"He slipped over as he was taking a free kick," Mace said.
The free kick in question, which led to an immediate goal by the opposing team, is one of history's most absurd and was widely lampooned in the UK media as "the worst free kick ever." It happened in November 2012 at a Conference South match between Chelmsford City, Corcoran's team at the time, and Hayes and Yeading.
The FDS didn't issue an alert about the match, and, in my reporting of this story, Corcoran was never accused of involvement in match-fixing or any other impropriety. But, according to Mace, the incident nevertheless "gave us a lead." They realized Corcoran was friends with many of the Hornchurch players, and the investigators began examining social media connections in the Conference South, looking for signs of friendship and, perhaps, cooperation. As 2012 became 2013, it seemed clear the problem in the league extended beyond Hornchurch.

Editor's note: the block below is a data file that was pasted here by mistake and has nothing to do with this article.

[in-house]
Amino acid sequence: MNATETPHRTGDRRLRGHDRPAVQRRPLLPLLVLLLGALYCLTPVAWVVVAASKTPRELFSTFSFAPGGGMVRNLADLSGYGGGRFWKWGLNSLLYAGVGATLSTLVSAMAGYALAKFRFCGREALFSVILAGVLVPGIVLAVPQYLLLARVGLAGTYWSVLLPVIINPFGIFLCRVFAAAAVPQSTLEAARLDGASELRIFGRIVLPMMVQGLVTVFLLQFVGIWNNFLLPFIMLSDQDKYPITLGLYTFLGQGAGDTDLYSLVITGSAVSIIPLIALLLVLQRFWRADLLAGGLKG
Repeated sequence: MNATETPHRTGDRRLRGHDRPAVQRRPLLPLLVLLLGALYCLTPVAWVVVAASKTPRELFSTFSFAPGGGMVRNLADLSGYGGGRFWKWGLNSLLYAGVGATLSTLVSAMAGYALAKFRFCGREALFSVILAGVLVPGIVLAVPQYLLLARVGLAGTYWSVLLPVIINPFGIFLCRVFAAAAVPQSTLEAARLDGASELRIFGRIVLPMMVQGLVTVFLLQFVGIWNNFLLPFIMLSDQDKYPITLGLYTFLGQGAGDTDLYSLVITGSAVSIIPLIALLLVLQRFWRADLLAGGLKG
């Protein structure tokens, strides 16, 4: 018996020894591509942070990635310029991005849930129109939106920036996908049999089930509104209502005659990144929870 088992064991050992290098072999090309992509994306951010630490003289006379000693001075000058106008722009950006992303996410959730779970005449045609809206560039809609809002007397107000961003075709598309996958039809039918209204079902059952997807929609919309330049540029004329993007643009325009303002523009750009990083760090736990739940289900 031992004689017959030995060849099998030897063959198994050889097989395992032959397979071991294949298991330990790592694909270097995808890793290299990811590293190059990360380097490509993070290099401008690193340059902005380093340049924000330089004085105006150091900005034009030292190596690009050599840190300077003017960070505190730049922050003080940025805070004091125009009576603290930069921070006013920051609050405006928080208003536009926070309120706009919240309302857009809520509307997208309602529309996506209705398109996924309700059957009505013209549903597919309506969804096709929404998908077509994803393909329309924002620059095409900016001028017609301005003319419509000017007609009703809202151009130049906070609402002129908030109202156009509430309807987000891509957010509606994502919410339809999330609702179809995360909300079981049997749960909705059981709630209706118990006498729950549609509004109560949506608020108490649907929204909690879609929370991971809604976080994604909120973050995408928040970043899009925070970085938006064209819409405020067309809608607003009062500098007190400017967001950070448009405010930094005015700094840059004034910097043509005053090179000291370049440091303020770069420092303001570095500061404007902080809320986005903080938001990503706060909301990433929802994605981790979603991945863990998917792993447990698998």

"We were looking at a bunch of these players and following them on Twitter and saw them talking about betting," Mace said. "A few of the lads clearly had a gambling habit, which is not fixing, but when you're trying to look at who's fixing matches, you try and look at who has something to bet on." (It is illegal for athletes to gamble on matches in the UK, but it's probably more common than we think. One company representative told me Sportradar suspects a number of active star players have gambling problems.)